Learning from the AWS Outage: Internal Monitoring Alone Isn’t Enough
If you have set up your own monitoring services with Amazon CloudWatch, Azure Monitor or another internal tool, we suggest you consider looking beyond the horizon.
These services often provide internal web monitoring only. Perhaps they validate HTTP availability from locations outside their networks, but HTTP checks won’t give you a 360º view into the state of your services.
Internal Web Monitoring: The Message of Dec. 7th 2021
The following is taken from AWS’ own Summary of the AWS Service Event in the Northern Virginia (US-EAST-1) Region:
To explain this event, we need to share a little about the internals of the AWS network. While the majority of AWS services and all customer applications run within the main AWS network, AWS makes use of an internal network to host foundational services including monitoring, internal DNS, authorization services, and parts of the EC2 control plane.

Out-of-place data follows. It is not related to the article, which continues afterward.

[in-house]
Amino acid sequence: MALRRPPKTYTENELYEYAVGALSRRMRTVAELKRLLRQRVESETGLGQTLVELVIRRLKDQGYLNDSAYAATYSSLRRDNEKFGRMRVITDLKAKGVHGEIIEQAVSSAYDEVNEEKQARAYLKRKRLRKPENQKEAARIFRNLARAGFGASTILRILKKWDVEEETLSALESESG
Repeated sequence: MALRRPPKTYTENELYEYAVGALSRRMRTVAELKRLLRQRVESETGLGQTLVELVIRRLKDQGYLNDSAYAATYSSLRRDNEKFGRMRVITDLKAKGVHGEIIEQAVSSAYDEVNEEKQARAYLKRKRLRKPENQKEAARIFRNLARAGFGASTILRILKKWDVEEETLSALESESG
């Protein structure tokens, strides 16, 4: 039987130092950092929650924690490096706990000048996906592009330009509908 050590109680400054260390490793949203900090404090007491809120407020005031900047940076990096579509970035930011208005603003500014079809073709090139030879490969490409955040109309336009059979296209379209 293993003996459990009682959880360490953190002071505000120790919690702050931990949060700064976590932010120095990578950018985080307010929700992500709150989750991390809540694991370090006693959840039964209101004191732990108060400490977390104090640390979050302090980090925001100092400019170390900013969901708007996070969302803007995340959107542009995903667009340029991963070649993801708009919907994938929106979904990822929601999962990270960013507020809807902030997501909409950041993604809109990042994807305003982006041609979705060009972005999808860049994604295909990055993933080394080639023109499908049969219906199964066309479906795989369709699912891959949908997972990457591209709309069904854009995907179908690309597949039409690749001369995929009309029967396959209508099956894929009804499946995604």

We’re not going to break apart the specifics of the December 7th AWS outage, but we will sum it up by saying that if you’re hosting your own internal monitoring (as Amazon does on their own internal network), it could be an expensive lesson in “putting all your eggs in one basket.”
After all, what good is performance monitoring if your internal system (which houses your monitoring) fails and leaves you searching through logs line by line looking for the latencies in your own system?
Internal Vs. External Monitoring
If you want to take a deep dive into the differences between internal and external monitoring – you can do that here.